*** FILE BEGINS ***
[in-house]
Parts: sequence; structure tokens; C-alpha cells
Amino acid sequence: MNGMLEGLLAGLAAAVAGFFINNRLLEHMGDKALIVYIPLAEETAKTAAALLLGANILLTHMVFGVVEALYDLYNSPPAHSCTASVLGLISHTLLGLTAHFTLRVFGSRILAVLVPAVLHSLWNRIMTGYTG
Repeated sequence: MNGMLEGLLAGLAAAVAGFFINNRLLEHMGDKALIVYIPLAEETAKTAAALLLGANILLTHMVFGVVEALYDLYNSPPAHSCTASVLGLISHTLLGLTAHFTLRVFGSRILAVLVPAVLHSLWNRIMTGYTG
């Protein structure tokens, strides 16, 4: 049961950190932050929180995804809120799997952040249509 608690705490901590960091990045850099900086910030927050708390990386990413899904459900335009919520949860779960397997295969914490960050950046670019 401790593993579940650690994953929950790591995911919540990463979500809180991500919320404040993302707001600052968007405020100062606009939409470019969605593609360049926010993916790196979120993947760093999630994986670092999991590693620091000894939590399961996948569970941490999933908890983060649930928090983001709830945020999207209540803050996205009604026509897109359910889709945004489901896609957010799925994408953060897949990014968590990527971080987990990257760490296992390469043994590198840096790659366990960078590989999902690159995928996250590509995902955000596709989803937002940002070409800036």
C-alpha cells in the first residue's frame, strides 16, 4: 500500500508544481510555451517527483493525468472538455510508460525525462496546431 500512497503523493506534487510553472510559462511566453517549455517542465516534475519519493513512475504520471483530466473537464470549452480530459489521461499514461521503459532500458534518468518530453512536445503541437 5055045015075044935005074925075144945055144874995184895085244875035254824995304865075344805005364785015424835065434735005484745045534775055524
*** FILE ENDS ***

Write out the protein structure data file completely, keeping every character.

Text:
[in-house]
Parts: sequence; structure tokens; C-alpha cells
Amino acid sequence: MNGMLEGLLAGLAAAVAGFFINNRLLEHMGDKALIVYIPLAEETAKTAAALLLGANILLTHMVFGVVEALYDLYNSPPAHSCTASVLGLISHTLLGLTAHFTLRVFGSRILAVLVPAVLHSLWNRIMTGYTG
Repeated sequence: MNGMLEGLLAGLAAAVAGFFINNRLLEHMGDKALIVYIPLAEETAKTAAALLLGANILLTHMVFGVVEALYDLYNSPPAHSCTASVLGLISHTLLGLTAHFTLRVFGSRILAVLVPAVLHSLWNRIMTGYTG
């Protein structure tokens, strides 16, 4: 049961950190932050929180995804809120799997952040249509 608690705490901590960091990045850099900086910030927050708390990386990413899904459900335009919520949860779960397997295969914490960050950046670019 401790593993579940650690994953929950790591995911919540990463979500809180991500919320404040993302707001600052968007405020100062606009939409470019969605593609360049926010993916790196979120993947760093999630994986670092999991590693620091000894939590399961996948569970941490999933908890983060649930928090983001709830945020999207209540803050996205009604026509897109359910889709945004489901896609957010799925994408953060897949990014968590990527971080987990990257760490296992390469043994590198840096790659366990960078590989999902690159995928996250590509995902955000596709989803937002940002070409800036």
C-alpha cells in the first residue's frame, strides 16, 4: 500500500508544481510555451517527483493525468472538455510508460525525462496546431 500512497503523493506534487510553472510559462511566453517549455517542465516534475519519493513512475504520471483530466473537464470549452480530459489521461499514461521503459532500458534518468518530453512536445503541437 5055045015075044935005074925075144945055144874995184895085244875035254824995304865075344805005364785015424835065434735005484745045534775055524